Set medic
Craft service
Tech consultant
Post prod asst, Alberta Unit
Prod accountant. Alberta Unit
Asst accountant, Alberta Unit
Asst accountant, Alberta Unit
Asst accountant, Alberta Unit
Asst accountant, Alberta Unit
Prod coord, Alberta Unit
Prod coord, Alberta Unit
Asst prod coord, Alberta Unit
Asst prod coord, Alberta Unit
Set prod asst, Alberta Unit
Set prod asst, Alberta Unit
Prod asst. Alberta Unit
Prod asst, Alberta Unit
Prod asst, Alberta Unit
Prod asst. Alberta Unit
Prod asst, Alberta Unit
Loc mgr, Alberta Unit
Asst loc mgr, Alberta Unit
Transportation coord, Alberta Unit
Transportation capt, Alberta Unit
Medic, Alberta Unit
Catering, Alberta Unit
Prod services, Iceland Unit
Prod accountant, Iceland Unit
Asst prod accountant, Iceland Unit
Prod supv, Iceland Unit
Prod coord, Iceland Unit
Asst prod coord, Iceland Unit
Asst prod coord, Iceland Unit
Prod asst, Iceland Unit
Prod asst, Iceland Unit
Prod asst, Iceland Unit
Set prod asst, Iceland Unit
Set prod asst, Iceland Unit
Set prod asst, Iceland Unit
Loc mgr, Iceland Unit
Asst loc mgr, Iceland Unit
Transportation coord, Iceland Unit
Transportation capt, Iceland Unit
Catering, Iceland Unit
Catering, Iceland Unit
Medic, Iceland Unit
STAND INS
Stunt coord
Stunts
Stunts
Stunts
Stunts
Stunts
Stunts
Stunts
Stunts
Stunts
Stunts
Stunts
Stunts
Stunt coord, Alberta Unit
COLOR PERSONNEL
Col and prints by
[Col]
DETAILS
Alternate Title:
Flora's Letter
Release Date:
5 November 2014
Premiere Information:
Los Angeles and New York openings: 5 November 2014
Production Date:
began 6 August 2013
Physical Properties:
Sound
Dolby© Digital in Selected theatres; Datasat Digital Sound in Selected Theatres
Color
gauge
35mm/70mm Imax
Lenses
Camera and Lenses by Panavision ® and IMAX ®
Prints
FOTOKEM
Duration(in mins):
169
MPAA Rating:
PG-13
Country:
United States
Language:
English
PCA No:
49218
Passed by NBR:
No
SYNOPSIS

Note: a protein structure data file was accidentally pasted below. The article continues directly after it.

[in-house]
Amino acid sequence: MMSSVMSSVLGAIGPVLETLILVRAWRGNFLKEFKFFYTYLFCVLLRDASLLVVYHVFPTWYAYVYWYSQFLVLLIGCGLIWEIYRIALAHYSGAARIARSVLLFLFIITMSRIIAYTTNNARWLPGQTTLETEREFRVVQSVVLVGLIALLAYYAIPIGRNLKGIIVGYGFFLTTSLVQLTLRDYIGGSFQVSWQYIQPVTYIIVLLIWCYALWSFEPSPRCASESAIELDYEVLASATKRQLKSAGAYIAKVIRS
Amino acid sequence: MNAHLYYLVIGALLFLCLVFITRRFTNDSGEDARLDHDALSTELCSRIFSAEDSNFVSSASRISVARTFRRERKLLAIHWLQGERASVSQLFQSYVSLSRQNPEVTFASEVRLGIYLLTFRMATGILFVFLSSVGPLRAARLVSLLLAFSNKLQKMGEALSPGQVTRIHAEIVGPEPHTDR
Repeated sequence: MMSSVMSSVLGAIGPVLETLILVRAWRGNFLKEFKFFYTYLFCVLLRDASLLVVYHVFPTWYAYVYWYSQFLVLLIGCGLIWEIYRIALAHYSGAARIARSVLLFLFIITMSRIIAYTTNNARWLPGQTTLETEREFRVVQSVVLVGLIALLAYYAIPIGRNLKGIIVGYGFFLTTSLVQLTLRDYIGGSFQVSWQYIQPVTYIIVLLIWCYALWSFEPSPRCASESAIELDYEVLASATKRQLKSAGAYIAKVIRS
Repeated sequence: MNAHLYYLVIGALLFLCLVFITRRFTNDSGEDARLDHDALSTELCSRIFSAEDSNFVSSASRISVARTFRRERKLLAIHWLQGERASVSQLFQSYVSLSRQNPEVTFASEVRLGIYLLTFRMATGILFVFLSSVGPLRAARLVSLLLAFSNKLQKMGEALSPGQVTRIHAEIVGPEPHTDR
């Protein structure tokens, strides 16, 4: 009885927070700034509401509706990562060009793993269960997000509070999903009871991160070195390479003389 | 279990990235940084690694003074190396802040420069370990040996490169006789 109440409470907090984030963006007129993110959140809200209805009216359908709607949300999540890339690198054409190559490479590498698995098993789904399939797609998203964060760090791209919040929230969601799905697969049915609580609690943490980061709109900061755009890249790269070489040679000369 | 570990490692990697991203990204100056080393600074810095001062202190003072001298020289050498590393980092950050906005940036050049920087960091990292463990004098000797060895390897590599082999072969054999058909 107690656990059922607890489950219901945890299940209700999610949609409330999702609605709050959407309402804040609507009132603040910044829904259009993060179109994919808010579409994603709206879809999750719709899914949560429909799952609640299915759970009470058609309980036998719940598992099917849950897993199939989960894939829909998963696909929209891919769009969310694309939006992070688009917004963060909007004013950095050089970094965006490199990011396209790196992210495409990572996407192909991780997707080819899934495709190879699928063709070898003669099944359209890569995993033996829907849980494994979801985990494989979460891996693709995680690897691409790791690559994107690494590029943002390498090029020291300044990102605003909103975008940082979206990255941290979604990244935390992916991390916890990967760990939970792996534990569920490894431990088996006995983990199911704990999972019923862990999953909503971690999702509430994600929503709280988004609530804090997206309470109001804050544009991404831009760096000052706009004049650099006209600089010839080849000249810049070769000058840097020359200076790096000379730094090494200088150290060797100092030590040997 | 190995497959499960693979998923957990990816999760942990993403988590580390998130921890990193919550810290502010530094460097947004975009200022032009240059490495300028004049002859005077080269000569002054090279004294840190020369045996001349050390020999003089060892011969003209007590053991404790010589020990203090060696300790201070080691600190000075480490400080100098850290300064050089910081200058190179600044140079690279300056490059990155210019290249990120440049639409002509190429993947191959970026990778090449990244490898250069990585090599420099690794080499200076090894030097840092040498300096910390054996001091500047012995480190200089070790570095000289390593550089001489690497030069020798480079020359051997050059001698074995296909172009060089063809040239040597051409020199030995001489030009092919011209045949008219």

Sometime in the future, frequent dust storms ravage the Earth, crops are destroyed by blight, and the human population has plummeted. Cooper, a farmer who once flew for NASA (National Aeronautics and Space Administration), lives with his son Tom and daughter “Murph,” and their grandfather, Donald, the father of Cooper’s deceased wife. At a parent-teacher conference, Cooper learns that Tom did not score high enough to be considered for college. The principal recommends the boy go into farming, and reminds Cooper that only a handful of students are granted admission to college. Murph’s teacher, Ms. Hanley, informs Cooper that his daughter brought an outdated textbook to school to discuss NASA’s lunar landings. She insists Murph stick to the new textbook, which states that the United States faked the moon missions to bankrupt Russia. Cooper is incensed by the school’s revisionist history, and argues that better education is needed for human survival. He blames his wife’s death on a lack of properly trained doctors, stating that if her tumor had been detected earlier, she would have lived. Back at the farm, Cooper finds several unmanned combine harvesters that have moved from the fields to his driveway. He attributes the phenomenon to a magnetic pull. Later, Cooper’s family must evacuate from a baseball game when a dust storm hits. Murph forgot to close her window before leaving the house, and finds dust pouring into her bedroom. Cooper shuts the window and notices the dust settling in a distinct pattern on the floor. Murph believes a ghost has been haunting her room and suggests the pattern is a communication, but Cooper believes it is caused by gravity. Determining that the thick and ... +